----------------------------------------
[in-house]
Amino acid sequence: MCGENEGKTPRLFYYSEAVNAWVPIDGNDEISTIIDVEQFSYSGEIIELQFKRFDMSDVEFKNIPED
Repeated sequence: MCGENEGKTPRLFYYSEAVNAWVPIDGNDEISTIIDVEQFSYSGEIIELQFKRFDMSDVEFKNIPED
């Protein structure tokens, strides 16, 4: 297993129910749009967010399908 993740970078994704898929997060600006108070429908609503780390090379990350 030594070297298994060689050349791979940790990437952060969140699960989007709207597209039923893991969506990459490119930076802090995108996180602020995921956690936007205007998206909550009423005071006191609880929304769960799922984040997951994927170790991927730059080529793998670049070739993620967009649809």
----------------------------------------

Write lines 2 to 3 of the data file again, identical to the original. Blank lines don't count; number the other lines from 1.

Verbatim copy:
Amino acid sequence: MCGENEGKTPRLFYYSEAVNAWVPIDGNDEISTIIDVEQFSYSGEIIELQFKRFDMSDVEFKNIPED
Repeated sequence: MCGENEGKTPRLFYYSEAVNAWVPIDGNDEISTIIDVEQFSYSGEIIELQFKRFDMSDVEFKNIPED